Rich people are rich for a reason. They approach life differently. The smart approach to health care is to maximize prevention rather than cure. Probably the rich are mostly self-insured, because they can be.
The perception in some quarters is that it won't be be Mulally because of Mulally's preference. One current article comments on Microsoft having suffered a "rejection".
"I'd just taken over as Tesla's PR guy and had been contacted by old friends at Microsoft Game Studios about including the Tesla Roadster in Project Gotham Racing 4. Darryl Siry, my boss, took me into Martin Eberhard's (Tesla's Co-founder/then CEO) office to broach the topic. That's when it went very wrong.
" "So, Martin, you know David has a background in licensing and product placement.”
" "Mmph... that's right"
" "Well, he recently connected with the folks at Microsoft Game Studios about including the Roadster in a game..."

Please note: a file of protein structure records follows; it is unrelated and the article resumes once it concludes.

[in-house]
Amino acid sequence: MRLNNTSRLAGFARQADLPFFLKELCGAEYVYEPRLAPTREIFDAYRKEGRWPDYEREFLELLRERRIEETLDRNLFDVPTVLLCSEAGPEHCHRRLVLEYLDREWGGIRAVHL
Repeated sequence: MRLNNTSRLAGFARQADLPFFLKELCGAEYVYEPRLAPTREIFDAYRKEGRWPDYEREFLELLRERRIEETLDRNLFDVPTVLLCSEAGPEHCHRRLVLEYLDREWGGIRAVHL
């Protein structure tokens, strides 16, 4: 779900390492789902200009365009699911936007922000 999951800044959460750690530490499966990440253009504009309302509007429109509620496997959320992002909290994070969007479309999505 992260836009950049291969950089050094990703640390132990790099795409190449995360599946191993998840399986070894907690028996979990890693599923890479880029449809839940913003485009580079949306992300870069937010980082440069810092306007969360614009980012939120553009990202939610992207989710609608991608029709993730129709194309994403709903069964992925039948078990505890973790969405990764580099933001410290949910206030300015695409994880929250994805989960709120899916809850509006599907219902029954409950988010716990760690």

"Martin's face turned ashen as he turned to face me. "Are you crazy!?!" were, I'm fairly certain, the first words out of his mouth.
" “I will not have you doing any business with Microsoft! They are evil!”
I'm not making this up, that's a direct quote. If anyone has any doubt what Microsoft's reputation is, this should make a difference.
"WASHINGTON, Dec 5 (Reuters) - The U.S. House ofRepresentatives on Thursday approved a bill aimed at reining in"patent trolls," companies that buy or license patents fromothers, then extract licensing fees after filing infringementlawsuits viewed by many as frivolous.